Sam McCloud is a rustic country sheriff from a rural part of the United States. He travels to the big city and joins the police force, using his country ways and laid-back approach to nab the bad guys.
A remake of the popular and long-running 70's poilce drama of the same name. Officers Doyle and Grant patrolled the streets of Los Angeles in squad car Adam-12, trying to keep the city safe... See full summary »
A realistic police drama following the lives of two officers of the LAPD, veteran Pete Malloy and his rookie partner, Jim Reed. Done in a spare, almost "docudrama" style, each episode covered a variety of incidents that the officers encountered during a shift, from the tragic to the trivial. Written by
Marg Baskin <firstname.lastname@example.org>
Malloy's badge number was 744 and Reed's was 2430. Badges are reissued once an officer retires, so the permanent numbers are "Serial Numbers". Reed's serial number was 13985, which would coincide with an Academy class from 1968, the year Reed was supposed to have joined the LAPD. See more »
Whenever there is an insert of either the radio, the "hot sheet" (list of stolen cars), or when Reed is jotting down information on the pad, the visuals almost never match the continuity of the scene. Example: It can be daytime in the scene, but when the insert of the radio or the hot sheet is shown, they appear, due to the lighting, that the inserts are from nighttime. Also, the same insert of Reed writing on the pad is used whenever he writes info down. As with the errors with the radio not matching the scene, there are times when Reed is wearing the short-sleeve uniform, yet when he's writing info down, we see the cuff of a long-sleeve shirt. See more »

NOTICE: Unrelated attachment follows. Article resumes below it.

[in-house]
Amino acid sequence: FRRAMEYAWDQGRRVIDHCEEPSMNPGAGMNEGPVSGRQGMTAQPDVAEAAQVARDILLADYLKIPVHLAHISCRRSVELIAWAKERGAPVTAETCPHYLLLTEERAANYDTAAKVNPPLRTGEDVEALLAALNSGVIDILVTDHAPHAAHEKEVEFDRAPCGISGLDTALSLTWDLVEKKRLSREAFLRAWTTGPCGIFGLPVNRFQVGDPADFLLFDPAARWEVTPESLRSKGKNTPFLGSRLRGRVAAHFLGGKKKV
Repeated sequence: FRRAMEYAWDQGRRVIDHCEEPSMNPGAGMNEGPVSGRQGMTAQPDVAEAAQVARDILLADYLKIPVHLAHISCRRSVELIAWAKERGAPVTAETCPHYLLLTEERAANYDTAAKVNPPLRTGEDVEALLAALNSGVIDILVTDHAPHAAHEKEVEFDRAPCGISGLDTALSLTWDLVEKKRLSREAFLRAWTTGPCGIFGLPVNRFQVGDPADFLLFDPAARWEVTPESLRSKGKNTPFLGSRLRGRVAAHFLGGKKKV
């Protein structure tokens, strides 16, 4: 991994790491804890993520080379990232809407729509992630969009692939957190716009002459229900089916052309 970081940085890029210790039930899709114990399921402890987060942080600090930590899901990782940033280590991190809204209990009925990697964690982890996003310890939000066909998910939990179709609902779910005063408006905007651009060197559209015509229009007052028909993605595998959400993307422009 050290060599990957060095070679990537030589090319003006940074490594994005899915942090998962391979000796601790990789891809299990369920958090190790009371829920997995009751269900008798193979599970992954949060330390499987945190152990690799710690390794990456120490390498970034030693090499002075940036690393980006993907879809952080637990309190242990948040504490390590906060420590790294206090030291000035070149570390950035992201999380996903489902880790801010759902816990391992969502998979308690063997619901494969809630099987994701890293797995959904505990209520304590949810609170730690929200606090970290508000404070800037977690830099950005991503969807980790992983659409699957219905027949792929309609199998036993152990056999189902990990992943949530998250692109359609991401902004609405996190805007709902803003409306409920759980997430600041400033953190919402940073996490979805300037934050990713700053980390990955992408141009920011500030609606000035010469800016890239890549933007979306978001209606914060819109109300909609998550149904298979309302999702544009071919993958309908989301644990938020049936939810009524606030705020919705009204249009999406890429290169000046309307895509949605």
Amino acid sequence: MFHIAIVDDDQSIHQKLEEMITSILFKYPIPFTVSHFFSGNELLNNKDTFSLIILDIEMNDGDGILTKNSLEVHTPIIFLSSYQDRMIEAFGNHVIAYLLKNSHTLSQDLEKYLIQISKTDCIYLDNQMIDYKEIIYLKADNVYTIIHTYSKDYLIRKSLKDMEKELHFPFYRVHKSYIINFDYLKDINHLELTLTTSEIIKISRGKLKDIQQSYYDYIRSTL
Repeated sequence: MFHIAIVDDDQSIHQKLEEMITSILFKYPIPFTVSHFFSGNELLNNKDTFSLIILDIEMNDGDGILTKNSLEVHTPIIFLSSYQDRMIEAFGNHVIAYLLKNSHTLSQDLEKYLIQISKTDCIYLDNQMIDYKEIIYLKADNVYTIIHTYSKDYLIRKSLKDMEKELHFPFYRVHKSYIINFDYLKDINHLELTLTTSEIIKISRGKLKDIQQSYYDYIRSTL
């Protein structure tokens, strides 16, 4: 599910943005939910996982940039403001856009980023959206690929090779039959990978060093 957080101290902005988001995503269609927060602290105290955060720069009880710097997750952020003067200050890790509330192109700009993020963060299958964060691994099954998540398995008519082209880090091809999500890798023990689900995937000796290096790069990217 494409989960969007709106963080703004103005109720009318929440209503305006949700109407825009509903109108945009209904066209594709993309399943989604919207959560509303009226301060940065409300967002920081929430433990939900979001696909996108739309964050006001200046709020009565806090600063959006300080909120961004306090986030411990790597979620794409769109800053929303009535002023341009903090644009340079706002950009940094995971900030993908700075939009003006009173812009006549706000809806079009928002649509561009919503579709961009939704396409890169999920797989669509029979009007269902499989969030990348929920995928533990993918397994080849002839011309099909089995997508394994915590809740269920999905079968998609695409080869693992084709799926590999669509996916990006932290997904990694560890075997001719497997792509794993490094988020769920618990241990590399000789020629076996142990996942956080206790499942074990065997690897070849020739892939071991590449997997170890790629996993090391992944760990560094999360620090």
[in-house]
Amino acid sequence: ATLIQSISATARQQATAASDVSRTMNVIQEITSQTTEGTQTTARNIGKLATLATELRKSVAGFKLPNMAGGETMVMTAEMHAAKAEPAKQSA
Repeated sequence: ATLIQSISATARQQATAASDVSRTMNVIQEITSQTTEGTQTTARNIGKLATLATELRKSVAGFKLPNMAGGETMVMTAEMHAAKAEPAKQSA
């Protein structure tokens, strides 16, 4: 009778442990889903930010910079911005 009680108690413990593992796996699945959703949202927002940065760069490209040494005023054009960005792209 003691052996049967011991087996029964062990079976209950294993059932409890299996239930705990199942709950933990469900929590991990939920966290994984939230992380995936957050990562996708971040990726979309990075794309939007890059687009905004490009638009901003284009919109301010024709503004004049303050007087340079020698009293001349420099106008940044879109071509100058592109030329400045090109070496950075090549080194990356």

You know what this is?
Yes sir, it's a police car.
This black and white patrol car has an overhead valve V8 engine. It develops 325 horsepower at 4800 RPM's. It accelerates from 0 to 60 in seven seconds; it has a top speed of 120 miles an hour. It's equipped with a multi channeled DFE radio and an electronic siren capable of admitting three variables, wale, yelp, and alert. It also serves as an outside radio speaker and public address system. The automobile has two shotgun racks, one attached ...
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The episode "Elegy for a Pig" was broadcast without the usual opening credits sequence. Instead, the voice of series creator Jack Webb can be heard reading the credits. See more »
A great TV Police Show of the 1960's, and in fact only one of the very few that I would ever watch. So good in fact, that I joined the Police in 1970, and was a Police Officer until 2003. Yes, this show was very down to earth with its stories, and a great example of the every day to day duties performed by uniform Police (its the same "Job" all over the world!).
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